In Ireland, eight counties corporate were extant by 1610. Each had its own grand jury, assizes and county gaol, separate from those of the adjoining "county-at-large", even though the relevant city or town might be the county town of the county-at-large, in which case the latter's courthouse and gaol would be considered exclaves of the county-at-large. An act of 1788 allowed the same courthouse or gaol to be shared by county corporate and county-at-large. (Dublin city and County Dublin, like the City of London and Middlesex, were outside the assize system but similarly separate jurisdictions.) Where an act of Parliament referred to "any county" it was doubtful that this included counties corporate, the latter intent being expressed as "any county, county of a city, or county of a town". Acts of 1542 and 1765 were extended to counties corporate in 1807. Each county corporate contained rural "liberties" outside the city or town's municipal boundary; in six cases these were transferred to the adjacent county-at-large in 1840–2; the exceptions were Galway and Carrickfergus, where the municipal corporation was abolished instead. The extant baronies of Cork and Dublin are coterminous with the territories transferred from the respective cities in 1840, while the North Liberties barony is part of the former county of the city of Limerick, whose south liberties were absorbed by pre-existing baronies. The 1842 report of the Select Committee on Grand Jury Presentments of Ireland found none of the counties corporate except Drogheda derived any advantage from their status, and recommended they be absorbed as baronies of the adjoining county-at-large. The counties corporate were explicitly abolished in 1899 under the terms of the Local Government (Ireland) Act 1898. Cork, Dublin, Limerick and Waterford became county boroughs. Carrickfergus, Drogheda, Galway and Kilkenny became parts of administrative counties. The baronies of Carrickfergus and Galway are coterminous with the former corporate counties.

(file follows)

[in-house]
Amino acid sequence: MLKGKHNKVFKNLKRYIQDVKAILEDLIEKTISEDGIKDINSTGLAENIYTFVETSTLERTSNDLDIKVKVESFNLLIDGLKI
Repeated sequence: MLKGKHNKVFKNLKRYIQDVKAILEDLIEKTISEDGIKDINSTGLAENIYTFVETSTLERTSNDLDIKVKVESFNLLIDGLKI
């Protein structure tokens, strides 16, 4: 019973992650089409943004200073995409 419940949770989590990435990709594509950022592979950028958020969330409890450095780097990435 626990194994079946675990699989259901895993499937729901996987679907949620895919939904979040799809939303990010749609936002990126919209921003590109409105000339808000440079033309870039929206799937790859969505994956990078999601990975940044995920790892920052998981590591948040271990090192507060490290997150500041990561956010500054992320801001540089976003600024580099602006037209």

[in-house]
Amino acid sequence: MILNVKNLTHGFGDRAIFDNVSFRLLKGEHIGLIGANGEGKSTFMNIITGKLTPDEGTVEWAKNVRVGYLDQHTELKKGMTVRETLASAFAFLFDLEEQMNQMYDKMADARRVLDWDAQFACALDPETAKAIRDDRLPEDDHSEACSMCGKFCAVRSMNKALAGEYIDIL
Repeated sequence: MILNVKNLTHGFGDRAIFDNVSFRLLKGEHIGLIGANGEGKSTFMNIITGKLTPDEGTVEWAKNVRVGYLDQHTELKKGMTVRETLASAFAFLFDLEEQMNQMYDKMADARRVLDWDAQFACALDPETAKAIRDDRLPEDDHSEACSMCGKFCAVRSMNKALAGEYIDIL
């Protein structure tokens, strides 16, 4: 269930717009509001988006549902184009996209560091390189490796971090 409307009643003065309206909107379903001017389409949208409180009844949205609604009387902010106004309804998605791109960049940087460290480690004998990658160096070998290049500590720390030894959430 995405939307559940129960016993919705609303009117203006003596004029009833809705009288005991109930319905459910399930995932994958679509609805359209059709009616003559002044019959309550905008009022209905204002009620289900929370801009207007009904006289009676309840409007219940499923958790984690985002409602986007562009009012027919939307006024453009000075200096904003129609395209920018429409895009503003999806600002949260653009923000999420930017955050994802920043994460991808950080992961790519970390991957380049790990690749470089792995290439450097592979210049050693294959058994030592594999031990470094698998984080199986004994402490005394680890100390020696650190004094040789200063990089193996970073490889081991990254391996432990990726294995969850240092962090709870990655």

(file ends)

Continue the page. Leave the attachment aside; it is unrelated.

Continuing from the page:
List of counties corporate
The counties corporate (listed with date of creation where known) were:
- Borough and Town of Berwick upon Tweed (1551)
- County of the Town of Bristol (1373, city since 1542)[a]
- County of the City of Canterbury (1471)
- County of the Town of Chester (1238/1239, city since 1541)
- County of the City of Coventry (1451, abolished 1842)
- County of the City of Exeter (1537)
- County of the Town of Gloucester (1483, city since 1541)
- Kingston upon Hull, County of Hullshire (1440, restricted to County of the Town of Kingston upon Hull 1835, city since 1897)